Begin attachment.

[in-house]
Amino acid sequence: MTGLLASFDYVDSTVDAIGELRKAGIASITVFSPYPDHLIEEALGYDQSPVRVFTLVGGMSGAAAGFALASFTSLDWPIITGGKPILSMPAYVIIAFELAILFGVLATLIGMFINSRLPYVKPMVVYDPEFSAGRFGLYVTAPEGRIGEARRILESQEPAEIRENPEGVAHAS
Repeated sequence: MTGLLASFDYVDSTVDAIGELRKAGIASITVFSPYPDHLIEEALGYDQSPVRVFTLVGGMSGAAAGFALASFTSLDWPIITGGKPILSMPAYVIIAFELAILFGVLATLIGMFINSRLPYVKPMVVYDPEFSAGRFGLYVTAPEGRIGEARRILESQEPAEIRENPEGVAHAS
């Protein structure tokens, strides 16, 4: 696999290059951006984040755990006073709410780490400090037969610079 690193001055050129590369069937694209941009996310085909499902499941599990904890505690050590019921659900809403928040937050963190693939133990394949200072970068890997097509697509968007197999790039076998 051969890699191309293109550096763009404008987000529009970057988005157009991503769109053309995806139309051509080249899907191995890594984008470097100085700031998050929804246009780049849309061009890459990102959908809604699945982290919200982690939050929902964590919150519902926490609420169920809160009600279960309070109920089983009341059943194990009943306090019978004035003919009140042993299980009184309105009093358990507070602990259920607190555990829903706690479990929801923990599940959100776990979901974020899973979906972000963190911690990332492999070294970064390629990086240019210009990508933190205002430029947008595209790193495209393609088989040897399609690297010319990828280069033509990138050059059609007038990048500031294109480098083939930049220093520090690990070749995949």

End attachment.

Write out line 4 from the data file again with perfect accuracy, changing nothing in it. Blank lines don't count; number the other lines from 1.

């Protein structure tokens, strides 16, 4: 696999290059951006984040755990006073709410780490400090037969610079 690193001055050129590369069937694209941009996310085909499902499941599990904890505690050590019921659900809403928040937050963190693939133990394949200072970068890997097509697509968007197999790039076998 051969890699191309293109550096763009404008987000529009970057988005157009991503769109053309995806139309051509080249899907191995890594984008470097100085700031998050929804246009780049849309061009890459990102959908809604699945982290919200982690939050929902964590919150519902926490609420169920809160009600279960309070109920089983009341059943194990009943306090019978004035003919009140042993299980009184309105009093358990507070602990259920607190555990829903706690479990929801923990599940959100776990979901974020899973979906972000963190911690990332492999070294970064390629990086240019210009990508933190205002430029947008595209790193495209393609088989040897399609690297010319990828280069033509990138050059059609007038990048500031294109480098083939930049220093520090690990070749995949």